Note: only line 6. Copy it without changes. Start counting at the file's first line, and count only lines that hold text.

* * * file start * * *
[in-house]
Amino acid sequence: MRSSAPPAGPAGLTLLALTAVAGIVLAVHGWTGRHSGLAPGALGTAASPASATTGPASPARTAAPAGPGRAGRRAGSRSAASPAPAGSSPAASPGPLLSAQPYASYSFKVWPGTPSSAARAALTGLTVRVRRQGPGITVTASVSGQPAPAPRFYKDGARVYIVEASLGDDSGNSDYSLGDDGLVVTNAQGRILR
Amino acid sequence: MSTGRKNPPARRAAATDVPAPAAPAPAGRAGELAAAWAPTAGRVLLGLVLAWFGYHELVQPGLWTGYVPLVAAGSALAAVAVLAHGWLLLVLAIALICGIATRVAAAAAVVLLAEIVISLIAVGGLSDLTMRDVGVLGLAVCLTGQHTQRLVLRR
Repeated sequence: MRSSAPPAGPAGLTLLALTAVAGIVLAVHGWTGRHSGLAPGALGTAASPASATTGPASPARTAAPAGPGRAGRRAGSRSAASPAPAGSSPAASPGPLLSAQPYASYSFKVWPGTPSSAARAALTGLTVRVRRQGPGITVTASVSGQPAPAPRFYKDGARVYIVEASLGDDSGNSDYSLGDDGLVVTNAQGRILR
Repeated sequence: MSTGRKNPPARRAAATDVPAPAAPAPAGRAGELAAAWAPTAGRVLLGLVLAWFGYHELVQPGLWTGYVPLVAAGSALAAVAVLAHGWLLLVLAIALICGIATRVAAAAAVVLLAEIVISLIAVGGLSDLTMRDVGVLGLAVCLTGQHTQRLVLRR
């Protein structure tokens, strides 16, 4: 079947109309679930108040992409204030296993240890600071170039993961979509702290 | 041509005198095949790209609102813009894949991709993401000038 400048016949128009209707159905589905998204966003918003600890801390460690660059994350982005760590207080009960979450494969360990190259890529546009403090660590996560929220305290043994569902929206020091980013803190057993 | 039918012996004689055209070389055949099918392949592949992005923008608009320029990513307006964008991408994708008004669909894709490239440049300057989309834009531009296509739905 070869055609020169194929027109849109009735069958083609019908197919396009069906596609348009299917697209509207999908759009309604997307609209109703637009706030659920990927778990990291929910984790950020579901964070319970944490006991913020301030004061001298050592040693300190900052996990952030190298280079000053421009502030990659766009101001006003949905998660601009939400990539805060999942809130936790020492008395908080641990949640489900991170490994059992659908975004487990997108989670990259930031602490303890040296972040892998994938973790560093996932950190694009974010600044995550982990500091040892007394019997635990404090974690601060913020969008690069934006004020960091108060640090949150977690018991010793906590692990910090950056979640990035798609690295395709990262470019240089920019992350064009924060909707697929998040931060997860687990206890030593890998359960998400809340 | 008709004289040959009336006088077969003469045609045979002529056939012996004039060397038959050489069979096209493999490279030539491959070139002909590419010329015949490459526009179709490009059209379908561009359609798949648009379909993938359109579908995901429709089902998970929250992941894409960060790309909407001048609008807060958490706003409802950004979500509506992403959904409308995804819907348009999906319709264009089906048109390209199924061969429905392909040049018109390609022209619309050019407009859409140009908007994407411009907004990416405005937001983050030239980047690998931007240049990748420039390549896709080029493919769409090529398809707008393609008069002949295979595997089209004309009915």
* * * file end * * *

């Protein structure tokens, strides 16, 4: 079947109309679930108040992409204030296993240890600071170039993961979509702290 | 041509005198095949790209609102813009894949991709993401000038 400048016949128009209707159905589905998204966003918003600890801390460690660059994350982005760590207080009960979450494969360990190259890529546009403090660590996560929220305290043994569902929206020091980013803190057993 | 039918012996004689055209070389055949099918392949592949992005923008608009320029990513307006964008991408994708008004669909894709490239440049300057989309834009531009296509739905 070869055609020169194929027109849109009735069958083609019908197919396009069906596609348009299917697209509207999908759009309604997307609209109703637009706030659920990927778990990291929910984790950020579901964070319970944490006991913020301030004061001298050592040693300190900052996990952030190298280079000053421009502030990659766009101001006003949905998660601009939400990539805060999942809130936790020492008395908080641990949640489900991170490994059992659908975004487990997108989670990259930031602490303890040296972040892998994938973790560093996932950190694009974010600044995550982990500091040892007394019997635990404090974690601060913020969008690069934006004020960091108060640090949150977690018991010793906590692990910090950056979640990035798609690295395709990262470019240089920019992350064009924060909707697929998040931060997860687990206890030593890998359960998400809340 | 008709004289040959009336006088077969003469045609045979002529056939012996004039060397038959050489069979096209493999490279030539491959070139002909590419010329015949490459526009179709490009059209379908561009359609798949648009379909993938359109579908995901429709089902998970929250992941894409960060790309909407001048609008807060958490706003409802950004979500509506992403959904409308995804819907348009999906319709264009089906048109390209199924061969429905392909040049018109390609022209619309050019407009859409140009908007994407411009907004990416405005937001983050030239980047690998931007240049990748420039390549896709080029493919769409090529398809707008393609008069002949295979595997089209004309009915």